Falling tower

Is this the biggest lie in HR?

It’s time to stop making excuses about your turnover problem. Research shows that average employee tenure is rising rather than falling.

Let’s blow up the rising turnover myth

There’s barely a week goes by where I don’t read something about rising turnover rates.

You know the story. Turnover is rising. Retention is falling. It’s all the fault of Gen Y. They just don’t value career development. And they have no loyalty.

You could be forgiven for thinking that we’re facing a turnover epidemic.

What really worries me is when I start to hear the ‘turnover epidemic’ used as an excuse. This conversation: “Yes our turnover is much higher than we’d like, but that’s just the state of the market”.

I think we’re hearing this story so much in the business press that we believe it as fact. So is rising turnover and declining retention supported by the data?

Declining tenure is not supported by data

Employment data just doesn’t support a ‘turnover epidemic’. Despite all the noise, average retention is actually rising, not falling.

The best data here comes from the Employee Benefits Research Institute (EBRI). They produce a major report on employee tenure trends every two years. You can check it out here.

But I know you’re too busy to read a deep statistical analysis on the state of workforce tenure. So here’s the quick conclusion: job retention has stayed basically unchanged for the past 30 years. Far from declining, average tenure is actually up.

Some powerful facts (if you’re a HR geek like me!):

  • Average workforce tenure has been rising consecutively in every survey since 2002 (from 4.7 years up to 5.4 years).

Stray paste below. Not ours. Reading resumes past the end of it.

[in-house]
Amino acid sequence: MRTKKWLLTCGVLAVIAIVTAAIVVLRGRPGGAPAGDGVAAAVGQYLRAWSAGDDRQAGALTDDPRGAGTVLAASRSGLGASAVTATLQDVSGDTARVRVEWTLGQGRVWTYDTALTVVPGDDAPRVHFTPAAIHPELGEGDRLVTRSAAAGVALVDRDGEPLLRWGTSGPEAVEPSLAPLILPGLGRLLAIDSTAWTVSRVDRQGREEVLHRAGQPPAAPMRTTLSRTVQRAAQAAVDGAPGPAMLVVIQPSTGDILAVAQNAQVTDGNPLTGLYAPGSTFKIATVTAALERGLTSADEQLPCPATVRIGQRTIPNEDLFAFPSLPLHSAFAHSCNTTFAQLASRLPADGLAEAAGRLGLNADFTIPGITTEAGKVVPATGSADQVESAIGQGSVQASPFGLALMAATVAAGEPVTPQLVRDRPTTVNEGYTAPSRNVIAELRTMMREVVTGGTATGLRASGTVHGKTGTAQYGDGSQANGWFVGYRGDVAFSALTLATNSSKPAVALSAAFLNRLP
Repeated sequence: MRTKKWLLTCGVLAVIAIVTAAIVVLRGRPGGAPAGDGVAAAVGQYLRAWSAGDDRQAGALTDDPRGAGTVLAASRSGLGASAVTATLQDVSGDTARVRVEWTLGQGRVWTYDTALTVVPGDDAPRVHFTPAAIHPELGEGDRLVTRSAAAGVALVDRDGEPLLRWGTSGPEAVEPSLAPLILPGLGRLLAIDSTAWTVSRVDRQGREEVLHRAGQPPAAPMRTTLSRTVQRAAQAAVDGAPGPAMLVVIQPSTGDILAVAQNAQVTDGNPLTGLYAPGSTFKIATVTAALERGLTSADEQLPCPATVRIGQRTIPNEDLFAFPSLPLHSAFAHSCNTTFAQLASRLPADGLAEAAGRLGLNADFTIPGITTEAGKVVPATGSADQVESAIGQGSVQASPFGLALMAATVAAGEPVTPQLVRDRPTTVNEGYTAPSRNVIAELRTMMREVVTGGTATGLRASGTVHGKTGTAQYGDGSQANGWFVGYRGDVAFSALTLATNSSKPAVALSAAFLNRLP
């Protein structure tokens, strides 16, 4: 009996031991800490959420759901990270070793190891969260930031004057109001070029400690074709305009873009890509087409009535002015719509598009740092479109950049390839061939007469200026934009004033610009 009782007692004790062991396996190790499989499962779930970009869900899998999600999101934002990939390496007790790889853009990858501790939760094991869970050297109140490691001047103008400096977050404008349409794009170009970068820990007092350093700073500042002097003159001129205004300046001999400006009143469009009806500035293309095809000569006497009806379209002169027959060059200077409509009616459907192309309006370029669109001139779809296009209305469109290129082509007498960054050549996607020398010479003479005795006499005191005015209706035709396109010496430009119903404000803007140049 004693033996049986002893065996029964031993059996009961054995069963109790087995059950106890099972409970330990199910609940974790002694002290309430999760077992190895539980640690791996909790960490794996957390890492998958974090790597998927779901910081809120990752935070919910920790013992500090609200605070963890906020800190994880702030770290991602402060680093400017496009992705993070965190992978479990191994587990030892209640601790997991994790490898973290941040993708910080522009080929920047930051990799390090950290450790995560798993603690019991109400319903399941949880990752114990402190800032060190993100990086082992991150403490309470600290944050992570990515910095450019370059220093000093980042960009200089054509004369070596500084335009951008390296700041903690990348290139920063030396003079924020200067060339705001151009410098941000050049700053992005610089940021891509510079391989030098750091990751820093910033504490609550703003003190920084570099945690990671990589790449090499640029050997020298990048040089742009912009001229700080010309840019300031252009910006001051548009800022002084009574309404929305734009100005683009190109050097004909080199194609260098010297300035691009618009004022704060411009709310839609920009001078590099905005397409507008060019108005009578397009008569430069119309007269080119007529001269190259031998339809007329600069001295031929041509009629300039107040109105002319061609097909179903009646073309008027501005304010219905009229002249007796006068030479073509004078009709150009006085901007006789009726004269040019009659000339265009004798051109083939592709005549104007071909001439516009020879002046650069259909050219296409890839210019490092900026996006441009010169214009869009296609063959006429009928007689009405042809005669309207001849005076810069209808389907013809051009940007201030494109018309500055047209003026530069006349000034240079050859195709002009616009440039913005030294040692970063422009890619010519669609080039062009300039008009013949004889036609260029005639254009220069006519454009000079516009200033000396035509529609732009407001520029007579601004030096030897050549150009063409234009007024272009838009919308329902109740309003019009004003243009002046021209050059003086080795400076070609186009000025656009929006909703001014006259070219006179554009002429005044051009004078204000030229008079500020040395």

• Average length that someone stays in their job has actually risen since 1983 (up nearly half a year)
Workforce myths are very sticky

What’s amazing here is just how sticky workforce myths can be. As the EBRI report makes clear, there’s a long list of workforce myths that get taken as fact.

Believe it or not, one of the biggest workforce myths is lifetime employment. There’s this common conception that previous generation were typically employed by one company for life. But just like this ‘turnover epidemic’, lifetime employment just isn’t supported by fact.

Previous generations of employees may have had the option to stay at an employer for life. But that doesn’t mean they actually did. And whilst perceived job security may have declined, this hasn’t changed how often people move jobs.

As far back as records go, employees have been staying in their jobs for an average of about five years. Despite all workforce myths and rumours to the contrary!

Your turnover problem is in your control

Yes, turnover is a huge business cost. There’s plenty of big Australian business that have turnover costs running to hundreds of millions of dollars. All because they’re facing tenure that’s nowhere near this 5-year market benchmark.

But blaming the problem on the market or generation of employees isn’t helpful. Fundamentally, your turnover problem is always in your control.

Employees have (and will always) leave organizations for a reason. And if you’ve got a major turnover problem, that reason is almost always tied to bad performance management. Nothing drives employees to leave your business faster than managers who don’t provide good regular feedback and development opportunities.

So if you’ve got a turnover problem, avoid the typical excuses. Start with your performance management and fix the basics. My experience has always been that you’ll see a dramatic and quick improvement.

What’s your take on the state of employee retention? I’d love to hear what you’re seeing in the market. Jump into the comments below and let’s start the discussion.

Image credit: NASA (Public domain)